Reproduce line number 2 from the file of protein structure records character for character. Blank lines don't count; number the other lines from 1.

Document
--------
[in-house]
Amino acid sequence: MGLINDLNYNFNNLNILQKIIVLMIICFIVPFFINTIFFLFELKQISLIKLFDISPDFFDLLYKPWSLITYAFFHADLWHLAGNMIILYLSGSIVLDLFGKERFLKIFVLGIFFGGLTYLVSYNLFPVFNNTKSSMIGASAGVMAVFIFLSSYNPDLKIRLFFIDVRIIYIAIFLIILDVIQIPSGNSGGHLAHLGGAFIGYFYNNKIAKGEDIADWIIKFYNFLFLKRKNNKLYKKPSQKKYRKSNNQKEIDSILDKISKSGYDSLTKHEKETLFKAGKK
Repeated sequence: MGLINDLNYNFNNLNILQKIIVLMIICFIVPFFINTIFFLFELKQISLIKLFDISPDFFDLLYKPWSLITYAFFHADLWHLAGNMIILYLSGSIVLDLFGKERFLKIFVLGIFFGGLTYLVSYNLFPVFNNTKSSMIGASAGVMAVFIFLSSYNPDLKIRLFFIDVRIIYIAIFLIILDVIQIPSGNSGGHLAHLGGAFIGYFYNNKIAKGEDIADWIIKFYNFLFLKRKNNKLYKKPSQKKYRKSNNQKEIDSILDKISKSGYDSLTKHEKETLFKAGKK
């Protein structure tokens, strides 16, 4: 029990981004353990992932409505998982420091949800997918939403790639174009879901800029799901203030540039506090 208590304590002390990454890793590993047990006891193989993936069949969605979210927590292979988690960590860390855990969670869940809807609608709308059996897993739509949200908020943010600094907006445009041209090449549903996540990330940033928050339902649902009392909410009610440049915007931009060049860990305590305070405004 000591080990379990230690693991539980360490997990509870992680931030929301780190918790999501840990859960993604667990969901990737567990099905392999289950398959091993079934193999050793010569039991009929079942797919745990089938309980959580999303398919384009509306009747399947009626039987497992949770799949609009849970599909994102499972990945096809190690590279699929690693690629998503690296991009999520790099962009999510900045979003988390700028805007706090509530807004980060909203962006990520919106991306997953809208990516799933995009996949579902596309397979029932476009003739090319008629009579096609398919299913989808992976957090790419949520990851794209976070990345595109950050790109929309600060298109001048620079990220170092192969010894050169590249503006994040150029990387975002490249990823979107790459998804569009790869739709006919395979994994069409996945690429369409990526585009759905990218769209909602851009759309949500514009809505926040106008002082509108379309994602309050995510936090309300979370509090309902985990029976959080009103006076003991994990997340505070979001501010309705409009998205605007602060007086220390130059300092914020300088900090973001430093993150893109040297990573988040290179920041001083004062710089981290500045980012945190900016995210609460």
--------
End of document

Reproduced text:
Amino acid sequence: MGLINDLNYNFNNLNILQKIIVLMIICFIVPFFINTIFFLFELKQISLIKLFDISPDFFDLLYKPWSLITYAFFHADLWHLAGNMIILYLSGSIVLDLFGKERFLKIFVLGIFFGGLTYLVSYNLFPVFNNTKSSMIGASAGVMAVFIFLSSYNPDLKIRLFFIDVRIIYIAIFLIILDVIQIPSGNSGGHLAHLGGAFIGYFYNNKIAKGEDIADWIIKFYNFLFLKRKNNKLYKKPSQKKYRKSNNQKEIDSILDKISKSGYDSLTKHEKETLFKAGKK